Even now, several days later, I'm still reeling and thinking about this movie.
The film follows Starr, a black girl caught between two worlds. Her home life of Garden Heights - a largely black and underprivileged area, and school life at out of town school Williamson - a predominantly white and privileged school. She struggles to reconcile these two halves of herself, feeling like she cannot be truly her in either setting, and finding she loses sight of herself in the process.
The film opens with Starr and her two siblings being given The Talk. Not the one about the birds and the bees, no, this is what to do when they are (there is no if) pulled over by a cop. What to do when they see their father (again, when, not if) stopped and searched. This is a talk that will save their lives, and sets the tone of the film.
It then takes its time setting up the characters and Starr's life, showing you the two versions of her and how deeply uncomfortable she is within that - the moments where she bites her tongue, stays quiet for the sake of keeping the two halves of her separate and tamps down on her initial reactions to things. Starr does her best to blend in, until the pivotal point of the film, where she witnesses her best friend shot dead.
The rest of the film explores the fall out from this. How Starr deals with the grief and trauma that follows. How she tries to come to terms with all that she's feeling, and how these events crack open all that makes her her and follows her journey - developing her identity, her political views, her confidence. As she begins to stand up and roar over the injustice of what is happening.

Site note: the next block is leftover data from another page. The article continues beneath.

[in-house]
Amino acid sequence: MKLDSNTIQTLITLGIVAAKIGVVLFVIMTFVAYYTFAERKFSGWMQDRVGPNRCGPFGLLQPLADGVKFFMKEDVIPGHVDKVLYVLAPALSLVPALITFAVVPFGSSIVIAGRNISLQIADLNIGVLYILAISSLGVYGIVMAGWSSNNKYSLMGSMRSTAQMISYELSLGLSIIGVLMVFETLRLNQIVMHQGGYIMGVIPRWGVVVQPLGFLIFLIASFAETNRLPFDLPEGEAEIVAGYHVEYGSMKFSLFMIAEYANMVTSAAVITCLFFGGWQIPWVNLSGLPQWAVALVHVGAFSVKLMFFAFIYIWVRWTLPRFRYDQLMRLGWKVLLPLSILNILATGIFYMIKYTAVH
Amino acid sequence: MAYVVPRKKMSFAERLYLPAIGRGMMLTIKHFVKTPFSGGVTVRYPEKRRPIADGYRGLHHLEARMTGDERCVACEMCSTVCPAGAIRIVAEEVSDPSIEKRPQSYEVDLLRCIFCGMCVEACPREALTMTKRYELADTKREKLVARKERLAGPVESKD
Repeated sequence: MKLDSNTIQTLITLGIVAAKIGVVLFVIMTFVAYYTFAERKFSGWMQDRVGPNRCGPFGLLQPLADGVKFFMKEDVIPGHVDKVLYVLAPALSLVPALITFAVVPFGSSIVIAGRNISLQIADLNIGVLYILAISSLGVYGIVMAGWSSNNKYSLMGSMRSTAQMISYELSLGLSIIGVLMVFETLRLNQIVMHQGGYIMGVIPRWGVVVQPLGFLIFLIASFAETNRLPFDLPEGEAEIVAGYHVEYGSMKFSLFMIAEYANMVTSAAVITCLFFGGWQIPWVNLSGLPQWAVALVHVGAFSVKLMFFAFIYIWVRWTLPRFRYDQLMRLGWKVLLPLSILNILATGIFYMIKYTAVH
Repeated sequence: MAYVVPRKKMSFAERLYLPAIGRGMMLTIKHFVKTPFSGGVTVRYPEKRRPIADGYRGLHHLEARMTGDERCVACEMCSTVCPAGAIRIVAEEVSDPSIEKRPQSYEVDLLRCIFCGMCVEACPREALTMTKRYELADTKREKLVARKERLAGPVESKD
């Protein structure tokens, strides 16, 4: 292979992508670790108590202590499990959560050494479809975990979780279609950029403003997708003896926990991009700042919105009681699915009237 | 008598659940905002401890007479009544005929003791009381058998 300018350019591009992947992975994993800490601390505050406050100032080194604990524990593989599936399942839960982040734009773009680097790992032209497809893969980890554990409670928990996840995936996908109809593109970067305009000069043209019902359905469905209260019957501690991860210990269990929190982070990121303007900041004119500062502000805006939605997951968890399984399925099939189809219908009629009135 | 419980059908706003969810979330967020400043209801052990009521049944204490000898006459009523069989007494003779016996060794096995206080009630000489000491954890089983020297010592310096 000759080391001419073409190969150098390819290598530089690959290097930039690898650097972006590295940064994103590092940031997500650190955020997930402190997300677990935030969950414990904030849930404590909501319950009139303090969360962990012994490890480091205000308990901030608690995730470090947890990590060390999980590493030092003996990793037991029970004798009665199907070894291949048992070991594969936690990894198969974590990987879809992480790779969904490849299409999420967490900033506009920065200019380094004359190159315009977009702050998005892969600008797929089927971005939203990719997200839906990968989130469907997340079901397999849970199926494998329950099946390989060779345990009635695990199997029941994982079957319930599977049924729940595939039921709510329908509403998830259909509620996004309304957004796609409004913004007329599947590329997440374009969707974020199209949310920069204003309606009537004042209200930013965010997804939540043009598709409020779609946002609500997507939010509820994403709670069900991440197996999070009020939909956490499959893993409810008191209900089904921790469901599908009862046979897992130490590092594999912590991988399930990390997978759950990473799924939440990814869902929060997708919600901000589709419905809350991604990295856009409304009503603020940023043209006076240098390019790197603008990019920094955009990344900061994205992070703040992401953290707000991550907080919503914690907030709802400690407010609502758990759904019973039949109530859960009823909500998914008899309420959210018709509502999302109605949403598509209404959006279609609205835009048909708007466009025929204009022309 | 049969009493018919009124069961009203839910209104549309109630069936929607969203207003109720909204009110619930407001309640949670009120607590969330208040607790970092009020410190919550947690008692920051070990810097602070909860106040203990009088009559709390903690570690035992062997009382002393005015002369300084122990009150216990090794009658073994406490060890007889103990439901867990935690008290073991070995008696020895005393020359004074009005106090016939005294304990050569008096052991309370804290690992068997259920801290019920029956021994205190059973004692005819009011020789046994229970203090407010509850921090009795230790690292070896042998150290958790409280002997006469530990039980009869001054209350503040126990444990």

The view points of the characters around Starr, that are eye opening in so many different ways, showcase a variety of responses to the events, and hold up a mirror to the viewer. We have all either expressed the views depicted, or seen others expressing them. It is hard to watch, uncomfortable in places, but so vitally important.
There are bright sunbursts of humour, and a lot of really gut wrenching emotional moments where you could hear the crying in the cinema. It's at times incredibly difficult to watch, because the story you're witnessing unfold has happened, continues to happen, will keep happening. This isn't some dystopian future where you can disconnect and enjoy, this is the world we're living in now, and it's hard to look at, no matter how beautiful the cinematography.
You will come away from this film heavy with emotion. Hopeful for the future, where people stop the cycle of hate, where hopefully we move forward into a better world. But also saturated with grief at the injustice and horror of this world. The Hate U Give is not an easy film to watch, but it is an important one, a vital one.
After a glut of young adult adaptations, we're moving away from the dystopian fantasy side and looking at real life. With "Love, Simon" and "The Hate U Give" this year has proven that not only can adaptations be done well, but that they are still vitally important and necessary to ground and show pieces of the world, when we're saturated with escapism and fantasy.